PhcrTx2, a new crab-paralyzing peptide toxin from the sea anemone phymanthus crucifer

Sea anemones produce proteinaceous toxins for predation and defense, including peptide toxins that act on a large variety of ion channels of pharmacological and biomedical interest. Phymanthus crucifer is commonly found in the Caribbean Sea; however, the chemical structure and biological activity of its toxins remain unknown, with the exception of PhcrTx1, an acid-sensing ion channel (ASIC) inhibitor. Therefore, in the present work, we focused on the isolation and characterization of new P. crucifer toxins by chromatographic fractionation, followed by a toxicity screening on crabs, an evaluation of ion channels, and sequence analysis. Five groups of toxic chromatographic fractions were found, and a new paralyzing toxin was purified and named PhcrTx2. The toxin inhibited glutamate-gated currents in snail neurons (maximum inhibition of 35%, IC50 4.7 mu M), and displayed little or no influence on voltage-sensitive sodium/potassium channels in snail and rat dorsal root ganglion (DRG) neurons, nor on a variety of cloned voltage-gated ion channels. The toxin sequence was fully elucidated by Edman degradation. PhcrTx2 is a new -defensin-fold peptide that shares a sequence similarity to type 3 potassium channels toxins. However, its low activity on the evaluated ion channels suggests that its molecular target remains unknown. PhcrTx2 is the first known paralyzing toxin in the family Phymanthidae.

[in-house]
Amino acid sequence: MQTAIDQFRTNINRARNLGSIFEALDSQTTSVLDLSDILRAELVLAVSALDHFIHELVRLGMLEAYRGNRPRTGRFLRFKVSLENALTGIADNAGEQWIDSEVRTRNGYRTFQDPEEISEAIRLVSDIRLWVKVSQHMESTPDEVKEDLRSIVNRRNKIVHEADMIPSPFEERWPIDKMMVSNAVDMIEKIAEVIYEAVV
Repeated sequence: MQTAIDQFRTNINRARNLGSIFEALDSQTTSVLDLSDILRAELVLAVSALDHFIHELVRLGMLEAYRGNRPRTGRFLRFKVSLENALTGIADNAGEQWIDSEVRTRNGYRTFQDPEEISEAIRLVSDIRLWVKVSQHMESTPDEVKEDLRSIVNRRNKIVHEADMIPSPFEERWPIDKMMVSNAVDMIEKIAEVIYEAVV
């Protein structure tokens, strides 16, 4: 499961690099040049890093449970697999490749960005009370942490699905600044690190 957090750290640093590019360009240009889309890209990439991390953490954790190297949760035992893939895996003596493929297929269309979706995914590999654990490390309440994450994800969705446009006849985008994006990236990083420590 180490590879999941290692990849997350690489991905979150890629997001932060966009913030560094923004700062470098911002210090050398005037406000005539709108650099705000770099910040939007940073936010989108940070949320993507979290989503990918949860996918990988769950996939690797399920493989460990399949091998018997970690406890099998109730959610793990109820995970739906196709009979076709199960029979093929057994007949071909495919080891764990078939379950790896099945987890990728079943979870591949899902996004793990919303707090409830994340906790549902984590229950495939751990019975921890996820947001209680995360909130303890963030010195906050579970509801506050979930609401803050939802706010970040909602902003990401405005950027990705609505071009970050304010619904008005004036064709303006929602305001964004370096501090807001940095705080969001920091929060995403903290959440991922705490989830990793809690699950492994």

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sea anemone;  neutoxin; glutamate receptor;  defensin-like fold;  ion channels;  Phymanthus crucifer

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Rodriguez AA, Garateix A, Salceda E, Peigneur S, Zaharenko AJ, Pons T, et al. PhcrTx2, a new crab-paralyzing peptide toxin from the sea anemone phymanthus crucifer. Toxins. 2018 Feb;10(2):72. doi:10.3390/toxins10020072.
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